Exploring descriptive norms of parent-child communication about pornography among parents of middle-schoolers in the US: Journal of Children and Media: Vol 0, No 0
Exposure to pornography is becoming a reality for many adolescents. Open, frequent, and direct communication about pornography is needed, yet few investigations have explored this area. In aims of providing groundwork for future parent–child pornography communication investigations, the theory of normative social behavior was used to conduct 33 in-depth interviews with parents of at least one middle-school-aged child in the US. Interviews focused on descriptive norms related to societal beliefs about pornography, adolescent exposure to pornography, and the courses of actions that most parents undertake when adolescents are exposed to pornography. Articulated perceptions suggest that most parents view adolescent exposure to pornography as negative although exposure to pornography is becoming more normative for adolescents. Obstacles such as parental fear, discomfort, and a lack in sexual and technological communication openness/knowledge were conveyed. Recommendations related to strengthening parental education about pornography and the importance of overall positive parent–child relationships are offered.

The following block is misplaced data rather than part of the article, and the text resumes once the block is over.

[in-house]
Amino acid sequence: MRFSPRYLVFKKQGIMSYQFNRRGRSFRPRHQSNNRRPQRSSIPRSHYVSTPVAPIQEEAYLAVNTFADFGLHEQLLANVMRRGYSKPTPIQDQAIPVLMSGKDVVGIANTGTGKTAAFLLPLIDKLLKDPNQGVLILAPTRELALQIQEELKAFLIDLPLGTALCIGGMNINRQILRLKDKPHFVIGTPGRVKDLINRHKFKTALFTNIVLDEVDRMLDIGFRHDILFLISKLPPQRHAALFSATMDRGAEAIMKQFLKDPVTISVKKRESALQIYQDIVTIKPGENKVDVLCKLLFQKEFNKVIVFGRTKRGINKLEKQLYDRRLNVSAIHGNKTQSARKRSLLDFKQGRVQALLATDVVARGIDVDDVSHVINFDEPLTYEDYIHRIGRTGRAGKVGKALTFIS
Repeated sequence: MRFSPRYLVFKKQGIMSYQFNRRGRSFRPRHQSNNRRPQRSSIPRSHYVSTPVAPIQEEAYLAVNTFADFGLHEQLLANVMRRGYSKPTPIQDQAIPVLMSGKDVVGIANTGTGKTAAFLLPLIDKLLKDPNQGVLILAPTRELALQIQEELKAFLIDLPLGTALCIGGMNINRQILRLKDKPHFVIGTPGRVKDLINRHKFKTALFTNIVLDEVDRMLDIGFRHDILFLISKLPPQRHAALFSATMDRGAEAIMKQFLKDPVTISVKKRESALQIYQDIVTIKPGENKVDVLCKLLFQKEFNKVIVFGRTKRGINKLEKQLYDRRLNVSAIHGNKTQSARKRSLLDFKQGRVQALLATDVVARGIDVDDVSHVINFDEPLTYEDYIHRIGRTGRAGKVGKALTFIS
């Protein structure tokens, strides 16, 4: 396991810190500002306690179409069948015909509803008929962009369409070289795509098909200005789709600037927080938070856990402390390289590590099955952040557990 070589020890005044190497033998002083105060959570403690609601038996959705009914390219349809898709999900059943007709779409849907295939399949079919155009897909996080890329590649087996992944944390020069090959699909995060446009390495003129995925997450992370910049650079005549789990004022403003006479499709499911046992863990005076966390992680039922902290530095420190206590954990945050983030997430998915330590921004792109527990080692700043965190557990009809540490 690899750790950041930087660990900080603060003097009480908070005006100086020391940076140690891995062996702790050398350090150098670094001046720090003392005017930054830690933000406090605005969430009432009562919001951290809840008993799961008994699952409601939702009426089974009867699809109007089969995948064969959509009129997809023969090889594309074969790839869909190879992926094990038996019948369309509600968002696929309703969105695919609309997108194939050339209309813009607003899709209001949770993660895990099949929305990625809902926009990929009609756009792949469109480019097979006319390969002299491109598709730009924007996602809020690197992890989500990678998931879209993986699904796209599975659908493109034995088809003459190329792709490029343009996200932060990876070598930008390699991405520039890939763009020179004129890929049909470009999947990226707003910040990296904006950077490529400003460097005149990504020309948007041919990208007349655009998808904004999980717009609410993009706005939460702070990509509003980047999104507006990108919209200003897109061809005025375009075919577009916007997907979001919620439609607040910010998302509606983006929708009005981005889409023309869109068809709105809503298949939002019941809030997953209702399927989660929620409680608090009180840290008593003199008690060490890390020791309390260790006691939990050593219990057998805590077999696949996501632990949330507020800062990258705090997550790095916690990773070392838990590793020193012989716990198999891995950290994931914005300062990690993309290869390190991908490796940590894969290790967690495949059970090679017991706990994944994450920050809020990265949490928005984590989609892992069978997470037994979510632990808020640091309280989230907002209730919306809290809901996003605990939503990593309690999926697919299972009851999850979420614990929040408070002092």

Emotional Poverty and Sex Trafficking: Connecting the Dots
It was “emotional poverty” that made me vulnerable to sex trafficking. I didn’t fit in and I yearned to blend into the black culture.
This Rapper’s New Song Takes an Unexpected Stance against Pornography
"There's no innocence existing in its biggest business / You create specific demand whenever you click it."